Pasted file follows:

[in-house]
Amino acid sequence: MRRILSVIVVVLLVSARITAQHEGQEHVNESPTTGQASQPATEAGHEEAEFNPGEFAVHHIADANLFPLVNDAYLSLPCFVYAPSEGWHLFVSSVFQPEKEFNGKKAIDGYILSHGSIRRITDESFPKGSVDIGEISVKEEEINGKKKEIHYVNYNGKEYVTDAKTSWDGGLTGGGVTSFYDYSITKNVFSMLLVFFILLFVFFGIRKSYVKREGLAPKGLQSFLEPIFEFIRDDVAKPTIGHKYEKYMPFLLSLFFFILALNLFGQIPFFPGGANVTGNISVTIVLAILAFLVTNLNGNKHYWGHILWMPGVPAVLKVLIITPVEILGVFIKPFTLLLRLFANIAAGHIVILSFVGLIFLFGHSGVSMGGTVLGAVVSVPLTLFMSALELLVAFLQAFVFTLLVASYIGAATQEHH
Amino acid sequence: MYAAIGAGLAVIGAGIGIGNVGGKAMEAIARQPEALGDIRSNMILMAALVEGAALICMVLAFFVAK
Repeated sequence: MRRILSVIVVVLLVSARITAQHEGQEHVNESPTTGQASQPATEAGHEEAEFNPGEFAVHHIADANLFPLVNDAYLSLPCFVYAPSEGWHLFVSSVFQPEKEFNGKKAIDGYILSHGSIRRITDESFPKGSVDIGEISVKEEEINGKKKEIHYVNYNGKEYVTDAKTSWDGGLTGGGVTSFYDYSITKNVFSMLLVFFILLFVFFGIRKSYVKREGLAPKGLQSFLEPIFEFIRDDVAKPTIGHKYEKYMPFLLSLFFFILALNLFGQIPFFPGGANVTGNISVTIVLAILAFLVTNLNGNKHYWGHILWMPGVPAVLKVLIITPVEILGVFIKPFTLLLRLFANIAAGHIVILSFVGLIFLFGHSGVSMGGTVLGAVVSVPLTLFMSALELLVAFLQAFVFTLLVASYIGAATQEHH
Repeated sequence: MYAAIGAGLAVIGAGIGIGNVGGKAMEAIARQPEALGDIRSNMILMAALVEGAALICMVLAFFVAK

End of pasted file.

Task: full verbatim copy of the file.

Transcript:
[in-house]
Amino acid sequence: MRRILSVIVVVLLVSARITAQHEGQEHVNESPTTGQASQPATEAGHEEAEFNPGEFAVHHIADANLFPLVNDAYLSLPCFVYAPSEGWHLFVSSVFQPEKEFNGKKAIDGYILSHGSIRRITDESFPKGSVDIGEISVKEEEINGKKKEIHYVNYNGKEYVTDAKTSWDGGLTGGGVTSFYDYSITKNVFSMLLVFFILLFVFFGIRKSYVKREGLAPKGLQSFLEPIFEFIRDDVAKPTIGHKYEKYMPFLLSLFFFILALNLFGQIPFFPGGANVTGNISVTIVLAILAFLVTNLNGNKHYWGHILWMPGVPAVLKVLIITPVEILGVFIKPFTLLLRLFANIAAGHIVILSFVGLIFLFGHSGVSMGGTVLGAVVSVPLTLFMSALELLVAFLQAFVFTLLVASYIGAATQEHH
Amino acid sequence: MYAAIGAGLAVIGAGIGIGNVGGKAMEAIARQPEALGDIRSNMILMAALVEGAALICMVLAFFVAK
Repeated sequence: MRRILSVIVVVLLVSARITAQHEGQEHVNESPTTGQASQPATEAGHEEAEFNPGEFAVHHIADANLFPLVNDAYLSLPCFVYAPSEGWHLFVSSVFQPEKEFNGKKAIDGYILSHGSIRRITDESFPKGSVDIGEISVKEEEINGKKKEIHYVNYNGKEYVTDAKTSWDGGLTGGGVTSFYDYSITKNVFSMLLVFFILLFVFFGIRKSYVKREGLAPKGLQSFLEPIFEFIRDDVAKPTIGHKYEKYMPFLLSLFFFILALNLFGQIPFFPGGANVTGNISVTIVLAILAFLVTNLNGNKHYWGHILWMPGVPAVLKVLIITPVEILGVFIKPFTLLLRLFANIAAGHIVILSFVGLIFLFGHSGVSMGGTVLGAVVSVPLTLFMSALELLVAFLQAFVFTLLVASYIGAATQEHH
Repeated sequence: MYAAIGAGLAVIGAGIGIGNVGGKAMEAIARQPEALGDIRSNMILMAALVEGAALICMVLAFFVAK